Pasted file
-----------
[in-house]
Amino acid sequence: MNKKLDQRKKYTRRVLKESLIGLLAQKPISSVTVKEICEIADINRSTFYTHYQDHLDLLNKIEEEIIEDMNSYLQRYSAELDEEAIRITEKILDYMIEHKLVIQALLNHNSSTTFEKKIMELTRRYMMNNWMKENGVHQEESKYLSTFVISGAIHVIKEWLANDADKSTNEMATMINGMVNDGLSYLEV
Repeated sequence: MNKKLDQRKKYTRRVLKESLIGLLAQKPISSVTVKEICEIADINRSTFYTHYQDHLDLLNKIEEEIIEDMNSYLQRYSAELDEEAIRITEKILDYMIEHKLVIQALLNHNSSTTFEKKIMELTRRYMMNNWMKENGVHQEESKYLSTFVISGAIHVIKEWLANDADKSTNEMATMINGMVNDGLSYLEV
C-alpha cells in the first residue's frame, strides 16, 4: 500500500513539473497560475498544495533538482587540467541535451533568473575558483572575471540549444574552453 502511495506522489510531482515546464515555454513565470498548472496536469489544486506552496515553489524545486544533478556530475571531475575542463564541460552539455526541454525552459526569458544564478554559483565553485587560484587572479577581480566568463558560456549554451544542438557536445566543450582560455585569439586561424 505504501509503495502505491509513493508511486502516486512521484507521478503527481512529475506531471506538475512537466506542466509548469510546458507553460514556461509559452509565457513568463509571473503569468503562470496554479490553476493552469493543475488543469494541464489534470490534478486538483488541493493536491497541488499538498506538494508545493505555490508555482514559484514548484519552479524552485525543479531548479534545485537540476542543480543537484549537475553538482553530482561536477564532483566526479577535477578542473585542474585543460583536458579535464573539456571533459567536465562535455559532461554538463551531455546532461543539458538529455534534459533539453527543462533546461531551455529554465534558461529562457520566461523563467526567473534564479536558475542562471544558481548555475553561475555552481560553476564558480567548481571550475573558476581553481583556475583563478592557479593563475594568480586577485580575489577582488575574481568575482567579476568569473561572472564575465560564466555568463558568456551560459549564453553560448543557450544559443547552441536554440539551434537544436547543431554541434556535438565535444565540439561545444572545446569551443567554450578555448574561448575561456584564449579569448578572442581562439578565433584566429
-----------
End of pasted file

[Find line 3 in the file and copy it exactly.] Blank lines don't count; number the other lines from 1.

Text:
Repeated sequence: MNKKLDQRKKYTRRVLKESLIGLLAQKPISSVTVKEICEIADINRSTFYTHYQDHLDLLNKIEEEIIEDMNSYLQRYSAELDEEAIRITEKILDYMIEHKLVIQALLNHNSSTTFEKKIMELTRRYMMNNWMKENGVHQEESKYLSTFVISGAIHVIKEWLANDADKSTNEMATMINGMVNDGLSYLEV